Waveguide interferometer detects protein

Feb. 1, 2001
The identification of proteins and other organic molecules is essential to medical research and diagnostics. In one important method of discovery and analysis, the immunoassay, organic substances are identified through their capacity to act as antigens.
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The identification of proteins and other organic molecules is essential to medical research and diagnostics. In one important method of discovery and analysis, the immunoassay, organic substances are identified through their capacity to act as antigens. Conventional immunoassays rely on fluorescent dyes, radioactive isotopes, or other introduced chemicals as the agent of detection. But since organic substances can directly affect the propagation of light, identification methods can be based on measuring the phase velocity of an electromagnetic wave, eliminating the need for auxiliary chemicals. Scientists at the Fraunhofer-Institut für Physikalische Messtechnik (Freiburg, Germany) have developed such a technique, based on the most sensitive phase measurement technique of all: interferometry.

The chosen instrument is the Young's interferometer, which in its classic form consists of two slits. In order to maintain the form's rugged simplicity while providing an extended optical path of glass from which to make the measurements, the researchers built a waveguide version containing a beamsplitter and two terminated waveguide branches that serve as the slits (shown here filled with light from a helium-neon laser). A charge-coupled-device (CCD) camera placed some distance away captures the resulting interference pattern. With a silanized surface, one of the waveguide branches becomes the sensing arm; adsorption of the test substance on its surface causes the phase of light to shift relative to that in the reference arm. Because the CCD is capturing an entire fringe pattern rather than a single intensity value, electrical noise effects are reduced.

For test, the reference arm was continually rinsed with pure phosphate-buffered saline (PBS), while the sensing arm was washed with a solution of a protein (protein G at 0.2 mg/ml concentration) dissolved in PBS. The flow rate was 1 ml/s in both channels. Initially, the adsorption and immobilization rate of the protein is high, resulting in a large increase of the sensor signal on a time scale of seconds. The binding rate then grows smaller. Eventually, adsorption and desorption rates become equal, producing a constant sensor output.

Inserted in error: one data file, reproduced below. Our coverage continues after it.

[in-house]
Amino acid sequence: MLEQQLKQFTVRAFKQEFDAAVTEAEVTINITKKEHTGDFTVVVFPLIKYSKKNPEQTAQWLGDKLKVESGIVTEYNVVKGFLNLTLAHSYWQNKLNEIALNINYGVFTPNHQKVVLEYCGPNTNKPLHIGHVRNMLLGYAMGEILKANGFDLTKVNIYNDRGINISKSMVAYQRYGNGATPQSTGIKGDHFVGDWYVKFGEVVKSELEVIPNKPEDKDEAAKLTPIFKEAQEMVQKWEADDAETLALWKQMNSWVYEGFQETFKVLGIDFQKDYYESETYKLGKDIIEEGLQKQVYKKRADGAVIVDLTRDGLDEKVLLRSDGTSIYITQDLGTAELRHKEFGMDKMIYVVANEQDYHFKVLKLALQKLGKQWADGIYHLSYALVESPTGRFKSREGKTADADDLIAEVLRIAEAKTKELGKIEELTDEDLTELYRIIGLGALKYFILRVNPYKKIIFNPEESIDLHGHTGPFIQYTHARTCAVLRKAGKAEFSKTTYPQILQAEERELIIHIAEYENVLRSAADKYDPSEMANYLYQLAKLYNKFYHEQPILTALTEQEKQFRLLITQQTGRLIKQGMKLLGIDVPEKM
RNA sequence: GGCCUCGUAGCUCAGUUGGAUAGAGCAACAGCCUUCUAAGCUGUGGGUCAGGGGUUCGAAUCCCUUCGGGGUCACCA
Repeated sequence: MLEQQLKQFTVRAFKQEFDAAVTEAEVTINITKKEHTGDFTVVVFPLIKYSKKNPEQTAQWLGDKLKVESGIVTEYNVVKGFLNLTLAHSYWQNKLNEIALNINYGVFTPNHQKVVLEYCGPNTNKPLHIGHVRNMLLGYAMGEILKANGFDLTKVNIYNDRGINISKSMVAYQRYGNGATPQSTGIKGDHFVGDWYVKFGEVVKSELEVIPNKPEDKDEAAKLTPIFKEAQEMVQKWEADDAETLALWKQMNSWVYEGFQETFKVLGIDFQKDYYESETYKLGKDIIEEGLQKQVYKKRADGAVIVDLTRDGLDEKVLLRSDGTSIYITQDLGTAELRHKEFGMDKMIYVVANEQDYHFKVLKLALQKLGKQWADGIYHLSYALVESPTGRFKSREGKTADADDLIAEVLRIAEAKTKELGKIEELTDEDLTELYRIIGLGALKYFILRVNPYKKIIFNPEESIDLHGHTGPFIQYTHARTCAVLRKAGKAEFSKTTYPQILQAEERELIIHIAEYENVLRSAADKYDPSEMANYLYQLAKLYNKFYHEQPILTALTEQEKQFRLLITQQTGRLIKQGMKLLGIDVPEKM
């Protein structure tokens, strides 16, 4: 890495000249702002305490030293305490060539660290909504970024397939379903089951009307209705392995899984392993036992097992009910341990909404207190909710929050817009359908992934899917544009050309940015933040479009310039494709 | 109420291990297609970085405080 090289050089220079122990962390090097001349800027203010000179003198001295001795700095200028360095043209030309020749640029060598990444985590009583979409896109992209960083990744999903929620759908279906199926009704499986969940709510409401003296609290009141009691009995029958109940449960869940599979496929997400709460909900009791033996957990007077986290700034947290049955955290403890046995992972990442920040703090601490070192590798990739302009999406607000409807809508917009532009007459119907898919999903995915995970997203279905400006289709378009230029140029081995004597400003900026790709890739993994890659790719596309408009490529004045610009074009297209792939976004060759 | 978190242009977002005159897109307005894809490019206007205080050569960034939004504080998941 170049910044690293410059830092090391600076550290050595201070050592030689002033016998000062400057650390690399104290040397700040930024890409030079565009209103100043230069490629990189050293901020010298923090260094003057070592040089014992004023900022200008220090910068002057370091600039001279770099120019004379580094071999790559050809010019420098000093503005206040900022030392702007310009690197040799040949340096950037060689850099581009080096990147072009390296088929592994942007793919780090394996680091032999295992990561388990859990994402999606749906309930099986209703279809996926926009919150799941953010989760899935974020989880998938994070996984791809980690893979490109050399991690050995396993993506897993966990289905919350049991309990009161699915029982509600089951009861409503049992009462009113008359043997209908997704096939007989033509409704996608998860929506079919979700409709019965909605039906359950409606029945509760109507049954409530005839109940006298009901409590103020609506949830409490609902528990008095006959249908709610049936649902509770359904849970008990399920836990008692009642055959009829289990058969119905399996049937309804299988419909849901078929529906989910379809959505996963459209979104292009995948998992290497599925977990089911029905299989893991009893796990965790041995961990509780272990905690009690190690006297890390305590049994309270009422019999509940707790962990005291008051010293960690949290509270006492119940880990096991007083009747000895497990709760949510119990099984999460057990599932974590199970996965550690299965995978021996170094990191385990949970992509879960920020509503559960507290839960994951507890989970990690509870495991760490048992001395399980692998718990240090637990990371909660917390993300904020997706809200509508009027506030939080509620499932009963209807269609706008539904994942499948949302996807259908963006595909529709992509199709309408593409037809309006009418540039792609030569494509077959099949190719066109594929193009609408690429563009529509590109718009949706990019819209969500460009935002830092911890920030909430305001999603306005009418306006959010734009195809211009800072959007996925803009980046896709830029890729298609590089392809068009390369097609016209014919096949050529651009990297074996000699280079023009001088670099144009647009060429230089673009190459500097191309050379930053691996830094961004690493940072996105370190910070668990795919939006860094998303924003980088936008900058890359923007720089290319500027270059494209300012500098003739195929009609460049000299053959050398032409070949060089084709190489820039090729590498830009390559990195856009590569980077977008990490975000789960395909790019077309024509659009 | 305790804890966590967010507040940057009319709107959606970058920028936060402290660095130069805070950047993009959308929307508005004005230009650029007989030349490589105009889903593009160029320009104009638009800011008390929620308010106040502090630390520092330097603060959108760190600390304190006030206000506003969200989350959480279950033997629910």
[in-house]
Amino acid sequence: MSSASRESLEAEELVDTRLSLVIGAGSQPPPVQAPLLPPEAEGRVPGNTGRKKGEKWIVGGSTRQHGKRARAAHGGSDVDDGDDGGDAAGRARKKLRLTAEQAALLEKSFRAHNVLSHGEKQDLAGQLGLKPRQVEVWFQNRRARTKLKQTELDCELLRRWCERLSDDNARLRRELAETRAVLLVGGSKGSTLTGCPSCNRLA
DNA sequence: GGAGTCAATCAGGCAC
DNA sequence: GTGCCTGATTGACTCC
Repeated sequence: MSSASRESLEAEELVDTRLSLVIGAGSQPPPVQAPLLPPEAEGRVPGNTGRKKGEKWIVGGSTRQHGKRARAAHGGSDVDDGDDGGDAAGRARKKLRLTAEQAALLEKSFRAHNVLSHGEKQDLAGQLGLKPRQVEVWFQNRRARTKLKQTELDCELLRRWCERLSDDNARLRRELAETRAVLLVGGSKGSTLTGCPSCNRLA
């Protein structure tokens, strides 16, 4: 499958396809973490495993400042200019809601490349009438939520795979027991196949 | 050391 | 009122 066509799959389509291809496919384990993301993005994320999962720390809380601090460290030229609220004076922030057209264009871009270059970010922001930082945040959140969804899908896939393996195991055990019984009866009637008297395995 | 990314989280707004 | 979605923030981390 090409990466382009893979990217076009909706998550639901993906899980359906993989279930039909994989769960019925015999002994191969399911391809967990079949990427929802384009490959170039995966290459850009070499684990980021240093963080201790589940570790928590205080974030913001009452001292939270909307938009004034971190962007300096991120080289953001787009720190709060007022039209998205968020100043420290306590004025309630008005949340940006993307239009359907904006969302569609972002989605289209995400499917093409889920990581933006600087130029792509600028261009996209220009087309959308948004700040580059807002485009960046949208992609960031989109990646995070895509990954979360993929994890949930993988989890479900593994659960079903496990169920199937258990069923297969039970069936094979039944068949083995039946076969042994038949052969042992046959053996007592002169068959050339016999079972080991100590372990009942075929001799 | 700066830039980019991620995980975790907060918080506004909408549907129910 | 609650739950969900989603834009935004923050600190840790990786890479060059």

One problem with the measurements was a lack of adsorption consistency that depended on the amount of silanization of the sensing arm surface. "Protein G is just a test reaction," says Albrecht Brandenburg, one of the researchers. "Future applications will focus on drug discovery and diagnostics." For these applications, he notes, specific immobilization techniques will have to be developed or improved upon.

About the Author

John Wallace | Senior Technical Editor (1998-2022)

John Wallace was with Laser Focus World for nearly 25 years, retiring in late June 2022. He obtained a bachelor's degree in mechanical engineering and physics at Rutgers University and a master's in optical engineering at the University of Rochester. Before becoming an editor, John worked as an engineer at RCA, Exxon, Eastman Kodak, and GCA Corporation.

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